Parents: Do you limit your kids' screen time?

How do you handle it when your rules differ from their friends?

When Grace Suellentrop, 11, got her iPod touch, it came with a lot of excitement. It also came with a contract, a written agreement Grace had to sign.

The contract outlines all of the rules, including when the iPod touch gets turned off. One rule states, "I will hand the phone to one of my parents every school night promptly at 9 p.m."

Grace's mom Kelly keeps on eye on how much time her daughter spends on her phone.

"If we feel like you've been on it too much, you need to put it down and play outside," Kelly said.

However, not all parents have rules on screen time, like Jenny Beatrice, a mom of a 14-year-old boy.

"Some parents are stricter than others. I would put myself in the less strict category," she said.

If confronted with parents who have vastly different rules on screen time, doctors say, it's best to trust your kids' judgment.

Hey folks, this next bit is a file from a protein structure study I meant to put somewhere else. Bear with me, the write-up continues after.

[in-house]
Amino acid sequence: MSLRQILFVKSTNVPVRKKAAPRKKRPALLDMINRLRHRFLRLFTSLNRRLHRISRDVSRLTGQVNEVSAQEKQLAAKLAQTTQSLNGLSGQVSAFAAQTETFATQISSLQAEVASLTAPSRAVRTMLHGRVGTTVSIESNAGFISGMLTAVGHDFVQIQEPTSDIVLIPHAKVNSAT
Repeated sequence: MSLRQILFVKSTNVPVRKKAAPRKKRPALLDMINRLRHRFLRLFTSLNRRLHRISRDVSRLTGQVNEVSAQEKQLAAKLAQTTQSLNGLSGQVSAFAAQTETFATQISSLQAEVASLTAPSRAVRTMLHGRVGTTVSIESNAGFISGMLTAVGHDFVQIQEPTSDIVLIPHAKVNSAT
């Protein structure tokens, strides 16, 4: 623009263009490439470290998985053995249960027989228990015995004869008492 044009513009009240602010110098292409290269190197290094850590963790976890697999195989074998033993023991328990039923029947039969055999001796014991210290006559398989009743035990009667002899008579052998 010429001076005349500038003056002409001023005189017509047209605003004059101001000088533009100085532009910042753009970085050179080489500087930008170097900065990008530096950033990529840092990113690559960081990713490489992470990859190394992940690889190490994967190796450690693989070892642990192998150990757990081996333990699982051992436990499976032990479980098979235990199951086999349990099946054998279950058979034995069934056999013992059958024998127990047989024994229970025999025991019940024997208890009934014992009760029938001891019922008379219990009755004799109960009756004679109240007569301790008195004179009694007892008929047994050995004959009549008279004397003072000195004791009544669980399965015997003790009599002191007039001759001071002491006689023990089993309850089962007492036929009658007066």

"Your child has to have a good set of rules, that are strong within them, what their values are, how to get out of get out of a situation, or navigate a situation that are not the rules that he has at his home," said Dr. Diana Roukoz, a pediatrician with Mercy Kids. "You are not going to change the other child's behavior, but your child should be held to some sort of standard."

Dr. Roukouz also suggests parents should have conversations about screen time with kids, starting as toddlers.

Parents, no matter their opinions on screen time, say setting expectations early is key. So, even if parents can't count every minute of screen time, they know they can count on their kids' judgment.

"She knows what her expectations are. And she knows what's right and what's wrong," Kelly said.

 

Screen time contract by martellaro on Scribd

 


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